Reshaping the international financial systemDocument Transcript
Reshaping the international financial system
Non Paper by the Netherlands
Financial stability is a global public good. The financial crisis has exposed a number of fundamental
weaknesses in our international financial system. Reform is needed. We suggest the following steps.
1. Gearing the objectives and incentives of financial institutions towards stability
The financial sector is not an ordinary sector. It is the backbone of our economic system. Information
failures are pervasive and the risks of financial strategies are difficult to assess from the outside, and
sometimes even from the inside. Due to the sheer size of the capital flows, a loss of confidence can
cause serious damage to the real economy almost instantly. Public oversight and public resources
cannot be a substitute for an effective functioning of the market. It is therefore essential that the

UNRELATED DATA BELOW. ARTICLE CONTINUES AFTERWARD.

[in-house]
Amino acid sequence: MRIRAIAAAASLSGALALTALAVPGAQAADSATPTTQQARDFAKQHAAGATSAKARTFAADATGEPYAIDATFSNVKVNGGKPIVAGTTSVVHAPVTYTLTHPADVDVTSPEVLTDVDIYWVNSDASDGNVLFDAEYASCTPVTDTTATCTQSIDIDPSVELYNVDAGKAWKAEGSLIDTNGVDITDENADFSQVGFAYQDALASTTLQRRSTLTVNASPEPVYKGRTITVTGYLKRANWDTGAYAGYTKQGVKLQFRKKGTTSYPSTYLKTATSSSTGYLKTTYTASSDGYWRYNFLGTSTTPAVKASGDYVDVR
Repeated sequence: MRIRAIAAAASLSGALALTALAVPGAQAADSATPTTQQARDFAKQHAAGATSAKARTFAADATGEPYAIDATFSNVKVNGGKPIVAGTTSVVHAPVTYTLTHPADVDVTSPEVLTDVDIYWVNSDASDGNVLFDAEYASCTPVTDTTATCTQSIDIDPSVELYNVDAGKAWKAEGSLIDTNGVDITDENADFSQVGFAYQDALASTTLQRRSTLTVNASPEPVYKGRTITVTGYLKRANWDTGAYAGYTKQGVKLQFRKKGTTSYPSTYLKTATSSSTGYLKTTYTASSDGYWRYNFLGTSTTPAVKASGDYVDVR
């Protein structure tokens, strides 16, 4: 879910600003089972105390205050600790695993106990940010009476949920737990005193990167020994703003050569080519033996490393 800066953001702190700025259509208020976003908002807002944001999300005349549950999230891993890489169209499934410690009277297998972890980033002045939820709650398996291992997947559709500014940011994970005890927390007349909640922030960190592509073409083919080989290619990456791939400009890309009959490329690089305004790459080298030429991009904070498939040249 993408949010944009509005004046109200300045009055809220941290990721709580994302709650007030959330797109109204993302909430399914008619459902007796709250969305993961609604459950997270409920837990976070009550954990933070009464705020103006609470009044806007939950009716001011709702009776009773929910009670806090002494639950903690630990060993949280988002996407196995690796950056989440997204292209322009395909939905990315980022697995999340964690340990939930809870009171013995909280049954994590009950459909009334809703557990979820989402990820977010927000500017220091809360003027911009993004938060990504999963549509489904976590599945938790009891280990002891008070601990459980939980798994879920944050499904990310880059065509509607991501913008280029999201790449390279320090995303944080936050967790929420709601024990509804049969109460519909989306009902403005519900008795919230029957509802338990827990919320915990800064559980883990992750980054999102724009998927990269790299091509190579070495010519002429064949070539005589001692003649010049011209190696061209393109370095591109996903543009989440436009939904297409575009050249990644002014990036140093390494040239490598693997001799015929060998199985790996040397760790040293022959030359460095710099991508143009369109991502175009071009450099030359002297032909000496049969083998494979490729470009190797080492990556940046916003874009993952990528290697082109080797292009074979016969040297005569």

incentives and transparency within the financial sector are improved. To this end we propose an
international agreement on legislative reform covering amongst other things the following elements:
First, the governance structure of large financial institutions should be adjusted to reflect the
broader economic relevance of these institutions and to ensure that public interests are
adequately safeguarded. For example, countervailing powers within the financial institutions
against excessive risk taking, such as risk management and non-executive boards, should be
enhanced. Supervisors could monitor this.
Second, perverse elements (incentive structure, pay for failure) in the remuneration policy of